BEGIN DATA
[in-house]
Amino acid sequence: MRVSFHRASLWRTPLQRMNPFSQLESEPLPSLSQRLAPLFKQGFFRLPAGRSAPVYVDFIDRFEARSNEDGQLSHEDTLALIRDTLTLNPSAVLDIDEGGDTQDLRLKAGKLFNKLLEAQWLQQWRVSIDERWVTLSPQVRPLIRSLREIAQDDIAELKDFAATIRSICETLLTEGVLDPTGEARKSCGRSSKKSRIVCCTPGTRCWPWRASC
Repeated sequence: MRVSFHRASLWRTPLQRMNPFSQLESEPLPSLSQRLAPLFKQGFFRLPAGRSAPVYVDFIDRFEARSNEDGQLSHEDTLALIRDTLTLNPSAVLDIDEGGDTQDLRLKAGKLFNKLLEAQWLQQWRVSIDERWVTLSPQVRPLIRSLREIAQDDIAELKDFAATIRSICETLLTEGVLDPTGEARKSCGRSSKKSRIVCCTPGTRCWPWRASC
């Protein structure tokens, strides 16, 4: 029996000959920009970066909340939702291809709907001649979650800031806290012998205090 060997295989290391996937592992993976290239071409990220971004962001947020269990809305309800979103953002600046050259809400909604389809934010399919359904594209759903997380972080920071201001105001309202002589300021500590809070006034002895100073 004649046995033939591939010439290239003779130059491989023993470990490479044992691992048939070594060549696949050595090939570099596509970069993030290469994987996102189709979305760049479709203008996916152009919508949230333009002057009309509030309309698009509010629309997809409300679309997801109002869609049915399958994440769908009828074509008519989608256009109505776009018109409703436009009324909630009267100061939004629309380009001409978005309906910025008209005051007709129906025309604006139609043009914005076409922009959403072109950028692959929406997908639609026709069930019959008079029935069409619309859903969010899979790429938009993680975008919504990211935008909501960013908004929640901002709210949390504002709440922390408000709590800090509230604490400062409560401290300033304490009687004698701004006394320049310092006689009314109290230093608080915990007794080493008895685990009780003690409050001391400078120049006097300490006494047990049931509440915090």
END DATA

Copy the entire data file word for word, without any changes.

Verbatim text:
[in-house]
Amino acid sequence: MRVSFHRASLWRTPLQRMNPFSQLESEPLPSLSQRLAPLFKQGFFRLPAGRSAPVYVDFIDRFEARSNEDGQLSHEDTLALIRDTLTLNPSAVLDIDEGGDTQDLRLKAGKLFNKLLEAQWLQQWRVSIDERWVTLSPQVRPLIRSLREIAQDDIAELKDFAATIRSICETLLTEGVLDPTGEARKSCGRSSKKSRIVCCTPGTRCWPWRASC
Repeated sequence: MRVSFHRASLWRTPLQRMNPFSQLESEPLPSLSQRLAPLFKQGFFRLPAGRSAPVYVDFIDRFEARSNEDGQLSHEDTLALIRDTLTLNPSAVLDIDEGGDTQDLRLKAGKLFNKLLEAQWLQQWRVSIDERWVTLSPQVRPLIRSLREIAQDDIAELKDFAATIRSICETLLTEGVLDPTGEARKSCGRSSKKSRIVCCTPGTRCWPWRASC
């Protein structure tokens, strides 16, 4: 029996000959920009970066909340939702291809709907001649979650800031806290012998205090 060997295989290391996937592992993976290239071409990220971004962001947020269990809305309800979103953002600046050259809400909604389809934010399919359904594209759903997380972080920071201001105001309202002589300021500590809070006034002895100073 004649046995033939591939010439290239003779130059491989023993470990490479044992691992048939070594060549696949050595090939570099596509970069993030290469994987996102189709979305760049479709203008996916152009919508949230333009002057009309509030309309698009509010629309997809409300679309997801109002869609049915399958994440769908009828074509008519989608256009109505776009018109409703436009009324909630009267100061939004629309380009001409978005309906910025008209005051007709129906025309604006139609043009914005076409922009959403072109950028692959929406997908639609026709069930019959008079029935069409619309859903969010899979790429938009993680975008919504990211935008909501960013908004929640901002709210949390504002709440922390408000709590800090509230604490400062409560401290300033304490009687004698701004006394320049310092006689009314109290230093608080915990007794080493008895685990009780003690409050001391400078120049006097300490006494047990049931509440915090």